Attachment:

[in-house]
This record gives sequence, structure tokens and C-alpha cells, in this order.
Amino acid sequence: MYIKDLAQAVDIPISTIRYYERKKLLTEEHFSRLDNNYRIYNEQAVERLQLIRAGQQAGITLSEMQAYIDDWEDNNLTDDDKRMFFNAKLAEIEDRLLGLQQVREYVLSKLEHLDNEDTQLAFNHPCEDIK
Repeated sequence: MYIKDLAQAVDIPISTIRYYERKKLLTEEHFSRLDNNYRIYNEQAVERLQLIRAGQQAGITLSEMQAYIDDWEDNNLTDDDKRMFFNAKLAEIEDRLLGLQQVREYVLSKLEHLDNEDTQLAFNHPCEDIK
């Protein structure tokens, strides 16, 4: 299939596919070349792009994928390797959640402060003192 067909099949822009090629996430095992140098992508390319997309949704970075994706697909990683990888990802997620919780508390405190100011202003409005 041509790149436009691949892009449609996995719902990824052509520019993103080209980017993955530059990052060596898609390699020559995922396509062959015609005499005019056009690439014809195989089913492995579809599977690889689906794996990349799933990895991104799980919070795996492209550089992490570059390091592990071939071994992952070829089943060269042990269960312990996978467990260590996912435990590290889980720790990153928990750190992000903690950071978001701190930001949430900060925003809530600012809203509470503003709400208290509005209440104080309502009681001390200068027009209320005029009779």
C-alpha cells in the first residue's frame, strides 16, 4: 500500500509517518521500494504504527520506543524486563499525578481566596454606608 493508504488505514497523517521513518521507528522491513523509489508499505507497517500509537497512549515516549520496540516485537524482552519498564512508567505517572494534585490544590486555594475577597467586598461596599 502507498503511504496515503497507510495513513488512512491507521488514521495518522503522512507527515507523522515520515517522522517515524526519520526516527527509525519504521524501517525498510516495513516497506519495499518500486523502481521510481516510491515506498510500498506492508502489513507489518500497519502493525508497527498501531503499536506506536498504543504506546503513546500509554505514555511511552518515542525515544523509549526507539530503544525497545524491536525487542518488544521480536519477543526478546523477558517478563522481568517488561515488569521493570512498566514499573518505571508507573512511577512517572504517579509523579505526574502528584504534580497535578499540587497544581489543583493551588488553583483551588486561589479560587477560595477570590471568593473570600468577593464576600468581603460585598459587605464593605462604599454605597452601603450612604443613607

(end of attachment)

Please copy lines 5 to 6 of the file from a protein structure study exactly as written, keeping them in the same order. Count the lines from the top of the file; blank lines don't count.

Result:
């Protein structure tokens, strides 16, 4: 299939596919070349792009994928390797959640402060003192 067909099949822009090629996430095992140098992508390319997309949704970075994706697909990683990888990802997620919780508390405190100011202003409005 041509790149436009691949892009449609996995719902990824052509520019993103080209980017993955530059990052060596898609390699020559995922396509062959015609005499005019056009690439014809195989089913492995579809599977690889689906794996990349799933990895991104799980919070795996492209550089992490570059390091592990071939071994992952070829089943060269042990269960312990996978467990260590996912435990590290889980720790990153928990750190992000903690950071978001701190930001949430900060925003809530600012809203509470503003709400208290509005209440104080309502009681001390200068027009209320005029009779």
C-alpha cells in the first residue's frame, strides 16, 4: 500500500509517518521500494504504527520506543524486563499525578481566596454606608 493508504488505514497523517521513518521507528522491513523509489508499505507497517500509537497512549515516549520496540516485537524482552519498564512508567505517572494534585490544590486555594475577597467586598461596599 502507498503511504496515503497507510495513513488512512491507521488514521495518522503522512507527515507523522515520515517522522517515524526519520526516527527509525519504521524501517525498510516495513516497506519495499518500486523502481521510481516510491515506498510500498506492508502489513507489518500497519502493525508497527498501531503499536506506536498504543504506546503513546500509554505514555511511552518515542525515544523509549526507539530503544525497545524491536525487542518488544521480536519477543526478546523477558517478563522481568517488561515488569521493570512498566514499573518505571508507573512511577512517572504517579509523579505526574502528584504534580497535578499540587497544581489543583493551588488553583483551588486561589479560587477560595477570590471568593473570600468577593464576600468581603460585598459587605464593605462604599454605597452601603450612604443613607